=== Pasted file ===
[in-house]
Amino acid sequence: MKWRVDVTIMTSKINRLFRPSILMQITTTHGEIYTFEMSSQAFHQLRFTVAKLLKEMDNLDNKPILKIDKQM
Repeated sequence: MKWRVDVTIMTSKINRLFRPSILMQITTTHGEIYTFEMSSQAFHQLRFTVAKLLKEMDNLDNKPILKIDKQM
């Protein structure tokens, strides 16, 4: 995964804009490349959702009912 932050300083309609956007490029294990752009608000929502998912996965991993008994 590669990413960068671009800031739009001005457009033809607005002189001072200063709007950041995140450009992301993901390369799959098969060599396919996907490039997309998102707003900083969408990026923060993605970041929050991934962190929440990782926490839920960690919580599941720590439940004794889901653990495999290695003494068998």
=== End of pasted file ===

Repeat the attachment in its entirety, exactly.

[in-house]
Amino acid sequence: MKWRVDVTIMTSKINRLFRPSILMQITTTHGEIYTFEMSSQAFHQLRFTVAKLLKEMDNLDNKPILKIDKQM
Repeated sequence: MKWRVDVTIMTSKINRLFRPSILMQITTTHGEIYTFEMSSQAFHQLRFTVAKLLKEMDNLDNKPILKIDKQM
């Protein structure tokens, strides 16, 4: 995964804009490349959702009912 932050300083309609956007490029294990752009608000929502998912996965991993008994 590669990413960068671009800031739009001005457009033809607005002189001072200063709007950041995140450009992301993901390369799959098969060599396919996907490039997309998102707003900083969408990026923060993605970041929050991934962190929440990782926490839920960690919580599941720590439940004794889901653990495999290695003494068998």